School children name transmitter swan in Germany

Image courtesy of Christiane Herrmann

As I write, thousands of Bewick’s swans are making their way across Europe en route to the Russian Arctic. This 2,500 mile journey is a remarkable feat of endurance, particularly for such a big bodied bird, and is surely enough to capture anyone’s imagination. Their flight takes them across stretches of ocean and a number of countries. The swans, of course, are more likely to differentiate between different habitats than different national boundaries. As they fly, they are unknowingly bringing together communities along their migration route, from the UK to Russia. Perhaps it’s their grace and elegance, perhaps they are enshrined in local folklore and traditional song or perhaps their arrival and departure signals the start and end of a season or a phase of weather. Interest may be sparked by concern for their dwindling numbers or by stories of their loyalties to one another and certain places. Whatever the reason, the Bewick’s swan holds a special place in many peoples hearts and are duly celebrated.

We have been following the progress of our migrating transmitter swans in recent weeks and have been heartened by the interest that their individual journeys has generated. Enthusiasts have helped us to spot these swans in fields across Europe and check that they are in good health. So far this spring, our swans have been seen in Denmark, Sweden, Germany, Lithuania, Poland and Estonia! We hope to bring you some first-hand accounts from these swan spotters over the coming weeks.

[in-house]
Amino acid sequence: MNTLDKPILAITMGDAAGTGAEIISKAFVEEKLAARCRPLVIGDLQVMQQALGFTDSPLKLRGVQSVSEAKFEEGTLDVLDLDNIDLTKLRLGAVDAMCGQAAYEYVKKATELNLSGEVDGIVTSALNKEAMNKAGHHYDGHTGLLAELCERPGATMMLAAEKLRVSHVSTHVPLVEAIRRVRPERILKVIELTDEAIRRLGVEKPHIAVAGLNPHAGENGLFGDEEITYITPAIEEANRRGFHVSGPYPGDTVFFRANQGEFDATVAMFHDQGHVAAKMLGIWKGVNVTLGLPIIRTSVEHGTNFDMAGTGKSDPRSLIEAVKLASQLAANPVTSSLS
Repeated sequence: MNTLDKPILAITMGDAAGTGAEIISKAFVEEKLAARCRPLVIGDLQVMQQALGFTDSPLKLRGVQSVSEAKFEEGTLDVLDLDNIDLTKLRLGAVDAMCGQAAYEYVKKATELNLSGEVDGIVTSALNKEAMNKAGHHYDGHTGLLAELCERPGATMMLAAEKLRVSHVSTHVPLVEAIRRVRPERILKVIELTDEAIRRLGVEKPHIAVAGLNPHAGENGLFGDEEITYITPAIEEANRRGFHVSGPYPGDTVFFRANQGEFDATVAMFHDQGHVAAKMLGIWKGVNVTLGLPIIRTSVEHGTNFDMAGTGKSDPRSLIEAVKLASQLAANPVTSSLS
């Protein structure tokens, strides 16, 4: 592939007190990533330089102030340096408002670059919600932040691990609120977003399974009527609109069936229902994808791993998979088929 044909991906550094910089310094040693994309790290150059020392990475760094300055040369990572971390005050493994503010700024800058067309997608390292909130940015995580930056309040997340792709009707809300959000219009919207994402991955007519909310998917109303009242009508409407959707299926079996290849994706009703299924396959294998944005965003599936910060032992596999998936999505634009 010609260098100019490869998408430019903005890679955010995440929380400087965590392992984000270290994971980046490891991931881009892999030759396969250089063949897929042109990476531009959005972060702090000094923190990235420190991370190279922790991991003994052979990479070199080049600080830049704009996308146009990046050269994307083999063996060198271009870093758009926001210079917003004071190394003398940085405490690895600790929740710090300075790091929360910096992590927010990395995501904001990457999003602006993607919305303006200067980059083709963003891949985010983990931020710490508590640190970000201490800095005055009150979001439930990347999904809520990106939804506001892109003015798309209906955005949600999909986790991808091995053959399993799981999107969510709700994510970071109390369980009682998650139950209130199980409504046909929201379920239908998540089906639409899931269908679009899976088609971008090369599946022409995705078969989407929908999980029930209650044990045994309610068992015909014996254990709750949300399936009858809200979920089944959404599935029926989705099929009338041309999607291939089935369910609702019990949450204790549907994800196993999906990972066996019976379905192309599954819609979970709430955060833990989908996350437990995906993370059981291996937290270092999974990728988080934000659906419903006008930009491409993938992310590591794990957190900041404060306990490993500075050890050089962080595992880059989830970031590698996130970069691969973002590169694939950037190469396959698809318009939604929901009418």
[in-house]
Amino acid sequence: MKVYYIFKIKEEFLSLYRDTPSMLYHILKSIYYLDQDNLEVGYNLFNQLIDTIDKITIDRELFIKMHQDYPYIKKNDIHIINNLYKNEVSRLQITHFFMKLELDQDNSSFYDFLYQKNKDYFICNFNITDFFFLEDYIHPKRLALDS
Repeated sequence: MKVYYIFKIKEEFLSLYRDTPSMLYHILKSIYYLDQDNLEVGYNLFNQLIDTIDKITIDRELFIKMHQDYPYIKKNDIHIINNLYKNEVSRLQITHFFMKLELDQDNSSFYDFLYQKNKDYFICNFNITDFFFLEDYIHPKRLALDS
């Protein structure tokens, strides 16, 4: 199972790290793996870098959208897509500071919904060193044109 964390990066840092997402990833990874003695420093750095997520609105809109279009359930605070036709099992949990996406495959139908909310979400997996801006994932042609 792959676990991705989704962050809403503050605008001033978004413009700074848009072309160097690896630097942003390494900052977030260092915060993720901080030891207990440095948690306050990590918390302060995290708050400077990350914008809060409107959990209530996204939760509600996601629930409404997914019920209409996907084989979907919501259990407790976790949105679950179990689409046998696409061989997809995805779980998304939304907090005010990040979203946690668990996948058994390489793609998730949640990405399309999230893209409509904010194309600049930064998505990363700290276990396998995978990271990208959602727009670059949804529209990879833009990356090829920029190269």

One of the highlights for me last week was to hear that BEWI01, the first swan that we caught in the UK this winter, had been named Leo by a pre-school class of children from Beringstedt in Germany. The opportunity was taken to host a swan event around the naming ceremony which was organised by Stefan Rathgeber and facilitated by Stefan Wolff. The children made a swan sign before taking a short drive to the area where Leo had been roosting. The children then sang the folk song "Alle Vögel sind schon da", Stefan Rathgeber spoke to them about the biology and migration route of the Bewick’s and they then received a special certificate. The children performed another song which rounded off a lovely and memorable event.

As the swans edge closer to Russia, we are looking forward to working with more schools and communities across their migration route to raise awareness about this remarkable intrepid traveller!